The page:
One of the most common frustrations we hear from local venue owners is that many bands don’t know how to properly advance their shows. “Advancing a show” is music-industry lingo that simply means confirming all of the details of a show before, in advance of, the show date. If you’re working on playing larger and larger venues to bigger audiences, you’ll want to be familiar with the following aspects of advancing your show.
Whether it’s you or the venue promoting your show, it’s good to know the details and amount of publicity going into it. Decide who will design the posters, how many of them are supposed to go up and where they will go in the town where you will be playing. Getting the local media involved, including radio stations and TV shows, will increase the public’s awareness of your show and invite them to the experience. Once the details of your show are buzzing in the ears of concertgoers, figure out when tickets will go on sale, and through what outlets; will they all be online? Will they be available at the venue? How many can be sold before maximum capacity is reached?
It’s good to iron out what may seem to be minute details like sleeping arrangements, especially if you and your group are going on tour. Where is your hotel, and who is paying for it? Where is it in relation to the venue? Once you get to the venue, there are a few times you should know and follow pretty strictly to keep things running smoothly and cause as little stress as possible; the loading time, soundcheck, door time, and show time. Running behind on loading or soundcheck can push the start of your show late, which inconveniences both the venue and and your audience, who paid to see your performance.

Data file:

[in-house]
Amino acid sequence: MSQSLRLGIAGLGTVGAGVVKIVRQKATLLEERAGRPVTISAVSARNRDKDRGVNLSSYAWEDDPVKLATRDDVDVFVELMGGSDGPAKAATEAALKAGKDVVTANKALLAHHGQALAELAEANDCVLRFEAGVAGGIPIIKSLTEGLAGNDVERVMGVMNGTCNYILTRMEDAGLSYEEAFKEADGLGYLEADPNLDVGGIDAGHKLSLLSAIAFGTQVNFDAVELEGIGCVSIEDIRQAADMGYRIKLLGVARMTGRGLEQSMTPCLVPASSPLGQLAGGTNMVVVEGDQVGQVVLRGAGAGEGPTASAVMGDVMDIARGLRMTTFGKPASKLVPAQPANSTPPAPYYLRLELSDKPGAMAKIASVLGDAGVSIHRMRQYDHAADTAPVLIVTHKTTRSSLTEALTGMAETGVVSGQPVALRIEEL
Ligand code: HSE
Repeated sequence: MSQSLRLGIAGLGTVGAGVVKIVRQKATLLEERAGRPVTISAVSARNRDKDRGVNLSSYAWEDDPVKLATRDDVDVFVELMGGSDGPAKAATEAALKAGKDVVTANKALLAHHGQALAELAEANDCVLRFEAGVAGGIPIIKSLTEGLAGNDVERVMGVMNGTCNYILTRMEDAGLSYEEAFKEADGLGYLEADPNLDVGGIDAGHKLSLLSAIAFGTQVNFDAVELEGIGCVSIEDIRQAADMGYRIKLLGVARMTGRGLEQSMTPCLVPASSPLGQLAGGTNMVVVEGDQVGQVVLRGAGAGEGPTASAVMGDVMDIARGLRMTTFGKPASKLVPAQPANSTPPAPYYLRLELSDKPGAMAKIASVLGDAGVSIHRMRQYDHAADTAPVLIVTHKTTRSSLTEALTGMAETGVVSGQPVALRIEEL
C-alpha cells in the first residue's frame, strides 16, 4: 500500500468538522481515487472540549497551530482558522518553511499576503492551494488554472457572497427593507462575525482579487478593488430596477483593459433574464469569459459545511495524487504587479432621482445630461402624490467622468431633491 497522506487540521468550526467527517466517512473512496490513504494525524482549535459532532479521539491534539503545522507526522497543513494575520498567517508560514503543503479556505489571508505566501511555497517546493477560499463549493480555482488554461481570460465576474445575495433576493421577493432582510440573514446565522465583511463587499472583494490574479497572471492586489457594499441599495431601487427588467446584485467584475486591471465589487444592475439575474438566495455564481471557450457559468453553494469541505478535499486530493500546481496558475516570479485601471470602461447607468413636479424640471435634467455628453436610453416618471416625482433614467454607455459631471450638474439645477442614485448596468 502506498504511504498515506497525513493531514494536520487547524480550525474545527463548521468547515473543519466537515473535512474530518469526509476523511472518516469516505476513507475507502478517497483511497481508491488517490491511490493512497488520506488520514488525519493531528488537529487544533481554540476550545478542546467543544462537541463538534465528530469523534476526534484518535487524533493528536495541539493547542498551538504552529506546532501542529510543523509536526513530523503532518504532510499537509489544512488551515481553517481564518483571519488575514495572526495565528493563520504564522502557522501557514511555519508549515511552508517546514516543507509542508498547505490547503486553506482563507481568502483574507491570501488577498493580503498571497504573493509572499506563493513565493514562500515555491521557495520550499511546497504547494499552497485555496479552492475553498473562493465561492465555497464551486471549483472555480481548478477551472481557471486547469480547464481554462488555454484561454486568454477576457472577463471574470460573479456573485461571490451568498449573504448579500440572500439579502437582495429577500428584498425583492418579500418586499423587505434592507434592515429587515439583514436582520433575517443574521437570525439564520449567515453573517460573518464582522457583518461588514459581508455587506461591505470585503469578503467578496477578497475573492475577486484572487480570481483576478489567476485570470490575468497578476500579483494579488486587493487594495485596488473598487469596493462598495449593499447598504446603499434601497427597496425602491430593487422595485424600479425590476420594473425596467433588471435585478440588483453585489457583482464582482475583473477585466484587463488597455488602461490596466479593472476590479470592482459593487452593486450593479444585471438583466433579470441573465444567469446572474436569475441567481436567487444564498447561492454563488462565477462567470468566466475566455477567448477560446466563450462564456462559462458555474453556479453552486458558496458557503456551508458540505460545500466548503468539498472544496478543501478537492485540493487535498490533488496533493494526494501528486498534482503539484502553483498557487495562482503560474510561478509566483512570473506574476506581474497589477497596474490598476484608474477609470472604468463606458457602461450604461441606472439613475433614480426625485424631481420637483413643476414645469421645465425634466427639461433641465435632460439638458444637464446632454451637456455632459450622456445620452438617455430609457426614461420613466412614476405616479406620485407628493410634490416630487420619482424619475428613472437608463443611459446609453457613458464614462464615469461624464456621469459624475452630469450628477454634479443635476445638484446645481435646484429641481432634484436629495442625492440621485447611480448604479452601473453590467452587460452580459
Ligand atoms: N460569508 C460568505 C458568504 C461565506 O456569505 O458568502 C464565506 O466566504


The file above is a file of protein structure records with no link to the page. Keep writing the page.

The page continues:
The most important thing you will need to give the venue that will help them understand your tech needs is a stage plot. This is a diagram of where band members will stand on stage and include gear information, electricity requirements, and non-tech needs. For an example of an in depth stage plot, here is one SoundCorps put together for your viewing pleasure. This map does a good job of showing where instruments (including vocal mics), DI’s (direct inputs), monitors and cables need to go and how many there should be.
It’s good to remember that no matter how much you prepare for your show, last minute changes are bound to happen. Things can go wrong, things do go wrong - often, you can count on the fact that things WILL go wrong. Be ready to go with the flow - it will make things much easier for you. This is especially important for smaller, up and coming indie bands who may be working with smaller venues and part-time promoters. Before flying off the handle, however, try to step back and weigh the situation. Trying to fix the problem and learning for next time is the best remedy for any show night disaster. Properly advancing your show will maximize the chances that your show will be a success no matter the situation.